Between 1998 to 2012, there were 72 suspected poaching and illegal fishing of endangered freshwater Pearl Mussel in the rivers of Scotland. 45 of the criminal poaching took place during the last four years.
The protected mussel was found in 155 Scottish rivers at the beginning of the 1900s. Due to illegal fishing, the mussel is currently found in one-thirds of the rivers.
Across Europe, around 90 percent of mussels have been killed in the 20th century.
The mussel can live for over 100 years and produce pearls that are used in luxury items.
Source: Martin Williams, “Rare pearl mussel at risk due to illegal poaching,” Herald Scotland, May 13, 2013.
Mexican State Oil Company Pemex discovered 1,744 illegal siphons of its oil pipelines in 2012, a 23.2 percent increase from the 1,416 illegal siphons in 2011.
The rate of oil theft continued to increase into 2013, as the company discovered 730 illegal siphons in the first four months of the year, compared to 377 during the same time the year before.
In the first four months of 2013, security personnel have arrested 48 people for siphoning oil from pipelines and arrested 180 people for oil smuggling activities.
Source: James Bargent, “Oil and Gas Theft in Mexico Doubled in 2013,” Insight Crime, May 10, 2013.
According to a report by Oceana, the annual catch of Sockeye Salmon in Russia is estimated to be 60 to 90 percent higher than the reported levels due to illegal fishing activities. The illegal haul creates a loss of $40 Million to $74 Million.
Source: Deborah Zabarenko, “Fish piracy costs $10 billion to $23 billion a year -report,” Reuters, May 8, 2013.
According to wildlife protection organizations, between 3,500 to 5,000 manta rays are killed each year for their gills.
A fisherman in Asia is able to make up to $40 for each Manta ray gill that he sells. The dried gills end up in China being sold for up to $2,000.
The estimated value of the illegal trade in Manta rays is between $5 Million to $10 Million a year. In areas where the Manta ray are living, the economic value of the species to the tourism industry is worth $100 Million.
In the waters off of Indonesia, the population of Manta rays has declined by 56 percent. In Sri Lanka, the population has declined by 86 percent.
Source: Damian Carrington, “Manta rays: how illegal trade eats its own lunch,” Guardian, Environment Blog, March 5, 2013.
The number of wildlife smuggling cases in India detected by the Wildlife Crimes Control Bureau has been steadily increase over 3 years.
In 2009-2010, the bureau identified 205 cases of wildlife being smuggled by traffickers into the black market. In 2010-2011, the number of smuggling incidents increased to 245, and rose again in 2011-2012 to 312.
Media in the country reported that over a thousand websites were involved in selling endangered animals online.
Source: Akhila Vijayaraghavan, “The shady business of online wildlife trade,” Mongbay.com, April 30, 2013.
The illegal trade in wildlife, animals and other endangered speicies in the East Asia and the Pacific region is estimated to be valued at $2.5 Billion a year, according to a report by the United Nations Office on Drugs and Crime. The ilegal trade in marine wildlife in the region is valued at $850 Million a year.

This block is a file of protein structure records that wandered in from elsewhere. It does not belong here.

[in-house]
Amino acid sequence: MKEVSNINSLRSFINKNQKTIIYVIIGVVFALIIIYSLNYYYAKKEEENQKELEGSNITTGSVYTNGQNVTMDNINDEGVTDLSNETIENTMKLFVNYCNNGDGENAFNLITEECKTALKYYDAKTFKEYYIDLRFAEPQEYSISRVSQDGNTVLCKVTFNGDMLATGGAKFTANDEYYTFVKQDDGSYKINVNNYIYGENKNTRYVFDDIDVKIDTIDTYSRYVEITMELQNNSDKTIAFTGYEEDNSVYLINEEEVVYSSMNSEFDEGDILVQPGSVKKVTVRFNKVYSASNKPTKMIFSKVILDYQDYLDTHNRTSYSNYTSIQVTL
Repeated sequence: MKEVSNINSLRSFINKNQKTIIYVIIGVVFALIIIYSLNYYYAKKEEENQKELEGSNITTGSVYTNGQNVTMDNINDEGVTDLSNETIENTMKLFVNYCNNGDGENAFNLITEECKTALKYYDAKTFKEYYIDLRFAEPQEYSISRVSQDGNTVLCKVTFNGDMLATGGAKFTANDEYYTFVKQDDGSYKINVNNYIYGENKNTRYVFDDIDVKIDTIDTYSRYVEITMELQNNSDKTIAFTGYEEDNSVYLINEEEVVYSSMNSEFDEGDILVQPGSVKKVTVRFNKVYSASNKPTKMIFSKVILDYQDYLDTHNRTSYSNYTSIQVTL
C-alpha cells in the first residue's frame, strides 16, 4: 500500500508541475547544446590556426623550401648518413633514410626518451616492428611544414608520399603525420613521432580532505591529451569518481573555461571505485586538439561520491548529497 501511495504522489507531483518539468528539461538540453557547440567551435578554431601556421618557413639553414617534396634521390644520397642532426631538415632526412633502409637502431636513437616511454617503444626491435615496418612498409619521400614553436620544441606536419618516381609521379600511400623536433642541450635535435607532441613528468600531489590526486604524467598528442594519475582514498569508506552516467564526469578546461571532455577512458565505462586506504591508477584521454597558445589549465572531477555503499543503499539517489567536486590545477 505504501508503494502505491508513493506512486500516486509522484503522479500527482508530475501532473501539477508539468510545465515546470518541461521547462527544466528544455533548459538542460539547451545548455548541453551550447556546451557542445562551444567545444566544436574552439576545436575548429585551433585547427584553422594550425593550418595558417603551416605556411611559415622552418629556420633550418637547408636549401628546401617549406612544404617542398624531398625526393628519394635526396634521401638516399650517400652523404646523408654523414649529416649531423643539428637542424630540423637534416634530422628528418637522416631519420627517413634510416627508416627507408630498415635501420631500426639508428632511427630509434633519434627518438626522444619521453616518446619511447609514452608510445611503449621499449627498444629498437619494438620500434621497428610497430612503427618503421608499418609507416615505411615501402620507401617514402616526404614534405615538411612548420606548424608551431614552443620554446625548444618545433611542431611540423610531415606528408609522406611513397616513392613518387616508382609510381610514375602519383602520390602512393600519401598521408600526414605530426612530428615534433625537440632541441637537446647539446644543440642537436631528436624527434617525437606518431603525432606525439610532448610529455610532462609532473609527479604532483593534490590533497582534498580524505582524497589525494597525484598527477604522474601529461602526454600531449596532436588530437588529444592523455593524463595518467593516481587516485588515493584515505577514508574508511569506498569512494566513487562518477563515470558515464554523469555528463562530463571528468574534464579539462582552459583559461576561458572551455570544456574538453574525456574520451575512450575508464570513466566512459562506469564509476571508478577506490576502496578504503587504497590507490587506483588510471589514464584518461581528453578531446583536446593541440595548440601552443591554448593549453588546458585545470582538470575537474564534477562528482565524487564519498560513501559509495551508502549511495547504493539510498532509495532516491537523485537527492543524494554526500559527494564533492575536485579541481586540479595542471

(Price list of endangered animals.)
Source: “Transnational Organized Crime in East Asia and the Pacific: A Threat Assessment,” UNODC, April 2013, Executive Summary, page viii.
The United Nations Office on Drugs and Crime estimates that the value of logging traded out of East Asia and the Pacific that was unlicensed is worth $17 Billion. The amount of the illegal logging trade in the region makes up to 30 to 40 percent of all timber and wood products exported.
Source: ”Transnational Organized Crime in East Asia and the Pacific: A Threat Assessment,” UNODC, April 2013, Executive Summary, page viii.
Wildlife traffickers sell the bladder of the Totoaba fish in China and Hong Kong for up to $200,000.
The fish is listed as an endangered species and is protected under the Convention on International Trade and Endangered Species.
The bladder is considered a delicacy in China and is used in fish maw soup. Consumers believe that the bladder helps improve blood circulation, skin complexion, and fertility.
(See additional prices of endangered animals.)
Source: Associated Press, “7 charged with smuggling bladders of endangered fish to China, elsewhere for use in soup,” Washington Post, April 24, 2013.
An estimated 8 million tons of e-waste is illegally smuggled and dumped in China each year. According to a report by the United Nations Office on Drugs and Crime, most of the electrical and electronic waste is dumped in Guangdong Province. The waste is then recycled and sold to the manufacturing industry.
The estimated value of this black market in e-waste in the East Asia region is $3.75 Billion.
Source: ”Transnational Organized Crime in East Asia and the Pacific: A Threat Assessment,” UNODC, April 2013, Executive Summary, page ix.
During a span of five years, over 60,000 animals from 119 different species were estimated to have been smuggled out of Bolivia.
Wildlife protection officials in the country estimate that wildlife trafficking is a multi-million dollar industry in the country.
Source: Miriam Wells, “Bolivia Seizes Thousands Of Contraband Caimans,” Insight Crime, April 22, 2013.